Mr. Klingstadt, chief Auditor of the Admiralty of that city, sent for and examined them very particularly concerning the events which had befallen them; minuting down their answers in writing, with an intention of publishing himself an account of their extraordinary adventures.
  2. To set down a short sketch or note of; to jot down; to make a minute or a brief summary of.
    • 1876 [1834], George Bancroft, History of the United States from the discovery of the American continent[6], volume VI, strane 28-29:
      The Empress of Russia, with her own hand, minuted an edict for universal tolerance.
Translations
The translations below need to be checked and inserted above into the appropriate translation tables, removing any numbers. Numbers do not necessarily match those in definitions. See instructions at Wiktionary:Entry layout#Translations.

Etymology 2

Borrowed from Латински minūtus (small", "petty), perfect passive participle of minuō (make smaller).

Pronunciation

Adjective

minute (comparative minuter, superlative minutest)

  1. Very small.
    They found only minute quantities of chemical residue on his clothing.
    Синонимs: infinitesimal, insignificant, minuscule, tiny, trace; see also Thesaurus:tiny
    Antonyms: big, enormous, colossal, huge, significant, tremendous, vast
  2. Very careful and exact, giving small details.
    • 2013 July-August, Fenella Saunders, “Tiny Lenses See the Big Picture”, in American Scientist:
      The single-imaging optic of the mammalian eye offers some distinct visual advantages. Such lenses can take in photons from a wide range of angles, increasing light sensitivity. They also have high spatial resolution, resolving incoming images in minute detail.
    The lawyer gave the witness a minute examination.
    Синонимs: exact, exacting, excruciating, precise, scrupulous; see also Thesaurus:meticulous
Translations

Anagrams


Afrikaans

Noun

minute

  1. plural of minuut

Esperanto

Etymology

From minuto +‎ -e.

Pronunciation

Adverb

minute

  1. Lasting for a very short period; briefly, momentarily
    • 1929, L. L. Zamenhof, Johannes Dietterle, editor, Originala Verkaro [Original Oeuvre]:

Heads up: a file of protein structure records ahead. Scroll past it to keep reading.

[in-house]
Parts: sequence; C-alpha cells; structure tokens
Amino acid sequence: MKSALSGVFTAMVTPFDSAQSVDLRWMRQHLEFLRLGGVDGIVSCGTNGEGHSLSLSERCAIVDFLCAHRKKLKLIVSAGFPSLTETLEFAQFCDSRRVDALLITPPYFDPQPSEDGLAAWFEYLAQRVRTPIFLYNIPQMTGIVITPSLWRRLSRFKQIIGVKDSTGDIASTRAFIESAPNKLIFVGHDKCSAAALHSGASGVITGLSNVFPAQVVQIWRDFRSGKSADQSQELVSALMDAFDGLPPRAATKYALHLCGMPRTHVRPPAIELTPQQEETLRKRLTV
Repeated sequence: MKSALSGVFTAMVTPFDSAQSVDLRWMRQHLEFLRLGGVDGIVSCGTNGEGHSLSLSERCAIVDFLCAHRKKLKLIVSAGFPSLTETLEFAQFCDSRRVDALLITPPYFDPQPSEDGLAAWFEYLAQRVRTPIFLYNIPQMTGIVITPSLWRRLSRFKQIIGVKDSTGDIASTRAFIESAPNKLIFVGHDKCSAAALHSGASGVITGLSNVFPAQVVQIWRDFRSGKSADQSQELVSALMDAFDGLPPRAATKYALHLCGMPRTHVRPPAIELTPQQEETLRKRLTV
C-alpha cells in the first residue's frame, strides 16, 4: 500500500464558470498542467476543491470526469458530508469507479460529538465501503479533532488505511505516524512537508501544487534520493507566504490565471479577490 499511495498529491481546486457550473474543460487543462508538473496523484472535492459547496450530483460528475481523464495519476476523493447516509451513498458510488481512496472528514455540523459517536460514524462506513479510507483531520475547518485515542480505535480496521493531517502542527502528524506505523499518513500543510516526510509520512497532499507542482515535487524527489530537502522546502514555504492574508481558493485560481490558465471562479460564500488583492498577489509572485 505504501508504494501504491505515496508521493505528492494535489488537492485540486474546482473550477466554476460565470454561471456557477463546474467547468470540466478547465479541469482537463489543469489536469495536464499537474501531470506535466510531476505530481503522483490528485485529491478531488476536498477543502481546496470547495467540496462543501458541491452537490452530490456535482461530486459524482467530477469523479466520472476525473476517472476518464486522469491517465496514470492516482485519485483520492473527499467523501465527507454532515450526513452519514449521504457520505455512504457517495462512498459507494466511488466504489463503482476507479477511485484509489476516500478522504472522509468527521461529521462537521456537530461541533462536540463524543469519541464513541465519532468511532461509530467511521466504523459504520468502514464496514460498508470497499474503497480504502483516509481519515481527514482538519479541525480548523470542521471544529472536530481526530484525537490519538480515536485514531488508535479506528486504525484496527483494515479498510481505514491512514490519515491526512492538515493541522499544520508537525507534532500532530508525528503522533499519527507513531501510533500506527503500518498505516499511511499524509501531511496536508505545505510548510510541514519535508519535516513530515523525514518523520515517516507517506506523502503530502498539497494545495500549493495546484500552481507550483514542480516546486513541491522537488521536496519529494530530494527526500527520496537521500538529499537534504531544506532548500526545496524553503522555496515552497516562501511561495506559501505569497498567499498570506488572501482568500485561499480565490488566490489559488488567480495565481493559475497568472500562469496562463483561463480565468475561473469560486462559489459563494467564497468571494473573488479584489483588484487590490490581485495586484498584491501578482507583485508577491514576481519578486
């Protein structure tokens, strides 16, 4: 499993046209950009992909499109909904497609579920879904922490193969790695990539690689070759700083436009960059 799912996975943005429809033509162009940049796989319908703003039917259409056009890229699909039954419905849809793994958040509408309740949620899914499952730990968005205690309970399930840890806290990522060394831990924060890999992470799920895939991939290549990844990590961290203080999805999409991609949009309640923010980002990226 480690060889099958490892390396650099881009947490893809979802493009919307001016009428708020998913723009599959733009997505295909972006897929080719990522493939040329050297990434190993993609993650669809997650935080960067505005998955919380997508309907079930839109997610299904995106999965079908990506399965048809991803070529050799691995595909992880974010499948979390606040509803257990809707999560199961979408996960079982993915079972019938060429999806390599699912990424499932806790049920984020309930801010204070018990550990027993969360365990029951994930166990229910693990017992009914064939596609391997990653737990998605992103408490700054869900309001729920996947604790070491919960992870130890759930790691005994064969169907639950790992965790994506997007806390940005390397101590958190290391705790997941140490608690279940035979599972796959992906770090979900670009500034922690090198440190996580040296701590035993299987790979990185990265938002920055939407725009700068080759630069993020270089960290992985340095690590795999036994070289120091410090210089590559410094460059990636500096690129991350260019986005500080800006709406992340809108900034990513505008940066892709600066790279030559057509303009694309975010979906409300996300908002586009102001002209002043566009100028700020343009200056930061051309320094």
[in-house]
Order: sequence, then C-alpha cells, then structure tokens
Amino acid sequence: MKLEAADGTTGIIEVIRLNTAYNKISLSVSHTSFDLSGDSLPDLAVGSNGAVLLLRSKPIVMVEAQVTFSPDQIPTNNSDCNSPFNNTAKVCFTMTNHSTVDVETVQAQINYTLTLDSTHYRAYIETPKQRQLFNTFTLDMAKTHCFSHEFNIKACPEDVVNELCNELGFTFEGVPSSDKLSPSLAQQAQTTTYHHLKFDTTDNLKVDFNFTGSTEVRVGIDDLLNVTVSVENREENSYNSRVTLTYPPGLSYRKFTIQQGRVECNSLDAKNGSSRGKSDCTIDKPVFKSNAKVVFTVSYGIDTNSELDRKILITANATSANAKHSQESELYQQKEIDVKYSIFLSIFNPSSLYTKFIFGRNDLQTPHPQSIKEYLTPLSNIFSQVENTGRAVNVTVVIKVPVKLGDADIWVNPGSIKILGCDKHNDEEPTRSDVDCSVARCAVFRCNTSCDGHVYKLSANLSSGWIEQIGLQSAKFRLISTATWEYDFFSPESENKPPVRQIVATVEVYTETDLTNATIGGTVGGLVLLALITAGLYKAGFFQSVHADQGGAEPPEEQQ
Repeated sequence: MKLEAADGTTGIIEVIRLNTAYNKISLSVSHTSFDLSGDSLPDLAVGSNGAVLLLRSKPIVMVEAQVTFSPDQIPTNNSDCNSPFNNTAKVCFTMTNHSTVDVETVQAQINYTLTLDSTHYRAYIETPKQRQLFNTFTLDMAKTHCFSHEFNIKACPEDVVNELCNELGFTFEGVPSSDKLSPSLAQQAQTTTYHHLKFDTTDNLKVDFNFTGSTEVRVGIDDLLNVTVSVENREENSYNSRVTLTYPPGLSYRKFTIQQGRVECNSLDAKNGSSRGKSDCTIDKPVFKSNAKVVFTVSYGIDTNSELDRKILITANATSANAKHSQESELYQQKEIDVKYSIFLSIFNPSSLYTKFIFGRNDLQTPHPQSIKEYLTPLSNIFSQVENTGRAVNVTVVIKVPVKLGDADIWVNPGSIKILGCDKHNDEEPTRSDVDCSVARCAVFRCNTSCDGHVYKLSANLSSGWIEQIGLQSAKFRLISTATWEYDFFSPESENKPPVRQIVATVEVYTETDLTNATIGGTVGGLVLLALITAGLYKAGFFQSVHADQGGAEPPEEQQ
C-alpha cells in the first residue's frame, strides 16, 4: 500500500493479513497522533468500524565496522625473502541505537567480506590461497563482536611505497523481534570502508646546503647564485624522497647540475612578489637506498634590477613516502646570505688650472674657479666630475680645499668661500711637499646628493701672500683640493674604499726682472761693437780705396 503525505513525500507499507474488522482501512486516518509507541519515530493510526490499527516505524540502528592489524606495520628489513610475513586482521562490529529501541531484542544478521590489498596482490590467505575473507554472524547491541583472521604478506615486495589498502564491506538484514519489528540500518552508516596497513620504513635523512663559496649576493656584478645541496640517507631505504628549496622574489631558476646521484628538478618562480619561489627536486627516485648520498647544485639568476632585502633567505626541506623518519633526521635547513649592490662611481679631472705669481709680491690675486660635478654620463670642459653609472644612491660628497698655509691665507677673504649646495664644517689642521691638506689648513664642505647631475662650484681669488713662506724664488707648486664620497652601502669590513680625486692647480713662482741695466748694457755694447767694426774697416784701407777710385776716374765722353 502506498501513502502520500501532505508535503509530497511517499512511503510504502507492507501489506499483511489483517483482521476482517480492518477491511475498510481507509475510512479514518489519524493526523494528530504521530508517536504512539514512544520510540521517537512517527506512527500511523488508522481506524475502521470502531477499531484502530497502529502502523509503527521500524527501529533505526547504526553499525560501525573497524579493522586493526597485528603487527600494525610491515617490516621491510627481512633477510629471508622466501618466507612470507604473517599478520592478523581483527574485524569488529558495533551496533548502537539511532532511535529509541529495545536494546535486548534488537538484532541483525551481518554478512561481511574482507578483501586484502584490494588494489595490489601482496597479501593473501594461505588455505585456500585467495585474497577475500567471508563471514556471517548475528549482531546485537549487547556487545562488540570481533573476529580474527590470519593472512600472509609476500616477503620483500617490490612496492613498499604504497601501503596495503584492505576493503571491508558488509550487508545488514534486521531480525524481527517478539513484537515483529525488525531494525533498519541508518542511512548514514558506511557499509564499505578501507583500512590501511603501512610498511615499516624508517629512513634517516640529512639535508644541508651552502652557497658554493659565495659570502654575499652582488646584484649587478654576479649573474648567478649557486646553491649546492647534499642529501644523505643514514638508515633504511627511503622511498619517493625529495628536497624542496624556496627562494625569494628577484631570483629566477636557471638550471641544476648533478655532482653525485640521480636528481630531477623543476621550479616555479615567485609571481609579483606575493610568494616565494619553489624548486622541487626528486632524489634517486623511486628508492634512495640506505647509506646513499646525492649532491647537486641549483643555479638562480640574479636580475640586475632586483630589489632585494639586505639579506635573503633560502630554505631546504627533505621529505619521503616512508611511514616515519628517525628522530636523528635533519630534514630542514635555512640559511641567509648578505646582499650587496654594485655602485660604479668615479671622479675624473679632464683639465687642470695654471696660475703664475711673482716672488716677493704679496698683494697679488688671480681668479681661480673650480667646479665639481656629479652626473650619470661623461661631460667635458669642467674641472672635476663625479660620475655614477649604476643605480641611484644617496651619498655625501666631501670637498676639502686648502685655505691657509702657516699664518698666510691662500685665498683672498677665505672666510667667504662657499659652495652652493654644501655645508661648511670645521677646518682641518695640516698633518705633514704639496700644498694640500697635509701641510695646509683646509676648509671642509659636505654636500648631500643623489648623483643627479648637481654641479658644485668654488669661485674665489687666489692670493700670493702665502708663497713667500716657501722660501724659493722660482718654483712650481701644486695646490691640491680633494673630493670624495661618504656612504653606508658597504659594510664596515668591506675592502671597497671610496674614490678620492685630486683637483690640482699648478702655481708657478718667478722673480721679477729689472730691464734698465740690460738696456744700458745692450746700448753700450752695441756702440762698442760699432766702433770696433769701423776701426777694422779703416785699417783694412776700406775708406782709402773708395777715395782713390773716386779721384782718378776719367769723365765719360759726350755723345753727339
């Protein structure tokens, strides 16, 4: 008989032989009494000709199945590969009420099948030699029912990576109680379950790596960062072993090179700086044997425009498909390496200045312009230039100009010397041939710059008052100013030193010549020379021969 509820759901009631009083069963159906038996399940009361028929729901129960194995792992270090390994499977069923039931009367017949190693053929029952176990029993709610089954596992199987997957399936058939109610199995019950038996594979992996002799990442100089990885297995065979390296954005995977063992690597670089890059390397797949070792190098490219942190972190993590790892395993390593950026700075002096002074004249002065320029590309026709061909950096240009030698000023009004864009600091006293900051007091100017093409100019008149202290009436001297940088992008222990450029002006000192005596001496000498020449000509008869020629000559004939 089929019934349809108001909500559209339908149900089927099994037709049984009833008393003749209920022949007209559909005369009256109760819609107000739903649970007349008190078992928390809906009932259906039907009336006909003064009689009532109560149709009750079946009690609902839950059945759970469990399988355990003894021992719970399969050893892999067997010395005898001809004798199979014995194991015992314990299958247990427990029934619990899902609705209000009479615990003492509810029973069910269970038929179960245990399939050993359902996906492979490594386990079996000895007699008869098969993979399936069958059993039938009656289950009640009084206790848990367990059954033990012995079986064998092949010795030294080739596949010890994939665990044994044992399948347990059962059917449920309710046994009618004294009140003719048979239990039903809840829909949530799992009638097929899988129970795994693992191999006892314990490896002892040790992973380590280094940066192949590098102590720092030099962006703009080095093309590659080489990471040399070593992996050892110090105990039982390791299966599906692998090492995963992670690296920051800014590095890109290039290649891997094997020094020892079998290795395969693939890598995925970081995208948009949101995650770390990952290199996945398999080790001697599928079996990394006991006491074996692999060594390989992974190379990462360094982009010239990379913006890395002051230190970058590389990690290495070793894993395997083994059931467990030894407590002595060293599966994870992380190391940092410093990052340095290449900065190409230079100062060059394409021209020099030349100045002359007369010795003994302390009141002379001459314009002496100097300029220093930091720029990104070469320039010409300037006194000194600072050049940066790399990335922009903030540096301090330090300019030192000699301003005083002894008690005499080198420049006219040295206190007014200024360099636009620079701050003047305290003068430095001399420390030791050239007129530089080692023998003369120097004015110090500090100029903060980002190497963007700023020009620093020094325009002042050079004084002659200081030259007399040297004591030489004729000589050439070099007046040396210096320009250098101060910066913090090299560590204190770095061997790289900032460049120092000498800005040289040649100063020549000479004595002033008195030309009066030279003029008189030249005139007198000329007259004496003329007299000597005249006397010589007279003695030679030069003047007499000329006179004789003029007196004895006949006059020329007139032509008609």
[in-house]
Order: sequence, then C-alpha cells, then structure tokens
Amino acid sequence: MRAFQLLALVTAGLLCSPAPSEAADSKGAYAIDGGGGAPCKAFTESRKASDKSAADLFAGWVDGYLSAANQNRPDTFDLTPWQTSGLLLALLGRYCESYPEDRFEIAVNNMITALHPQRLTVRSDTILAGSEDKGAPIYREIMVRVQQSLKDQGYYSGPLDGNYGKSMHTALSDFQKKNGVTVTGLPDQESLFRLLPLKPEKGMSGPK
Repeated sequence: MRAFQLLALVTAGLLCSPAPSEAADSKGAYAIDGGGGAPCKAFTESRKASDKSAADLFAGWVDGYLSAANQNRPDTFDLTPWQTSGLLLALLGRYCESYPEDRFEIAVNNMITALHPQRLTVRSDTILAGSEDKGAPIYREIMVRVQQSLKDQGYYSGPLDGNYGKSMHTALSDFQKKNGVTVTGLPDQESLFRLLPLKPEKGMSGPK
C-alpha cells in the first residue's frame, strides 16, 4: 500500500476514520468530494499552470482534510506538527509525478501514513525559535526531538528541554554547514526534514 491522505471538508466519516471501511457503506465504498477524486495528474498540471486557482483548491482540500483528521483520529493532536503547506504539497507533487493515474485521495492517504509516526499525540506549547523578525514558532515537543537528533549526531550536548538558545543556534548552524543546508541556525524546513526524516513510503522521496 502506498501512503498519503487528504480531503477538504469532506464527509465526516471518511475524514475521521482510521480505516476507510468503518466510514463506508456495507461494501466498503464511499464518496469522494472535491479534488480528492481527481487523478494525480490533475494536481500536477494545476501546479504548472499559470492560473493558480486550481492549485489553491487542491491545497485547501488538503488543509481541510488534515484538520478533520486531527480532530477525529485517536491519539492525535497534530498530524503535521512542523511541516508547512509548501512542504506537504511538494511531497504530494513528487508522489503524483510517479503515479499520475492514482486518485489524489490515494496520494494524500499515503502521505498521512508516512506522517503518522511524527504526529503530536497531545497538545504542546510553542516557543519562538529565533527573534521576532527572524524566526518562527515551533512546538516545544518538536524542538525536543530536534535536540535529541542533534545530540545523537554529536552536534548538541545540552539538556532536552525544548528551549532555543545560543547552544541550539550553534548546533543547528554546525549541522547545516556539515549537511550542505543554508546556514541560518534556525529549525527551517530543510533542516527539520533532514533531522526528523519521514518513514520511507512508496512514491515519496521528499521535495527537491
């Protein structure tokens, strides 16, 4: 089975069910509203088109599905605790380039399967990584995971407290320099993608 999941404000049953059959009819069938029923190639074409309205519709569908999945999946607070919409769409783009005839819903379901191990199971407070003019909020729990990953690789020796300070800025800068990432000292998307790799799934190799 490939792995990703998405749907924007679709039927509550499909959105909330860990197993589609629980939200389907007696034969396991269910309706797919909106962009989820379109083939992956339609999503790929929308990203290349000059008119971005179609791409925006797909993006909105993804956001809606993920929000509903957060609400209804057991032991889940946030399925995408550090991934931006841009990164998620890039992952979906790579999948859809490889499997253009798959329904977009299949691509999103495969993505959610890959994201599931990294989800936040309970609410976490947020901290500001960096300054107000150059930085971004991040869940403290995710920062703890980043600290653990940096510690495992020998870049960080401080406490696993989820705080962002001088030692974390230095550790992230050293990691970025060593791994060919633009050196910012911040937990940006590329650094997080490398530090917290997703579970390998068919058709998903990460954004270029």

[...] kaj de nun ni pri ĉiuj minute kreskantaj projektoj absolute silentados.
      and from now on we will be completely silent about all the briefly growing projects.

Map-Francophone World.svg Француски

French

Etymology

From Стари Француски minute, borrowed from Латински minūta. Compare menu, an inherited doublet.

Pronunciation

Noun

minute f (plural minutes)

  1. minute (etymology 1, time unit, all same senses)

Derived terms

Descendants

Interjection

minute

  1. wait a sec!

Verb

minute

  1. inflection of minuter:
    1. first/third-person singular present indicative/subjunctive
    2. second-person singular imperative

Further reading


Italian language.svg Италијански

Pronunciation

Adjective

minute

  1. Шаблон:adj form of

Anagrams


Latin.jpg Латински

Pronunciation

Participle

Шаблон:la-part-form

  1. vocative masculine singular of minūtus

References


Middle English

Noun

minute

  1. Alternative form of mynute

Old French

Etymology

Borrowed from Medieval Latin minūta.

Noun

minute f (oblique plural minutes, nominative singular minute, nominative plural minutes)

  1. minute (one sixtieth of an hour)
    Coordinate terms: segont, eure, jor, semaine, an

Descendants


Portuguese language.png Португалски

Pronunciation

Шаблон:pt-IPA

  • Hyphenation: mi‧nu‧te

Verb

minute

  1. first-person singular (eu) present subjunctive of minutar
  2. third-person singular (ele and ela, also used with você and others) present subjunctive of minutar
  3. third-person singular (você) affirmative imperative of minutar
  4. third-person singular (você) negative imperative of minutar

Румунски

Romanian

Noun

minute

  1. plural of minut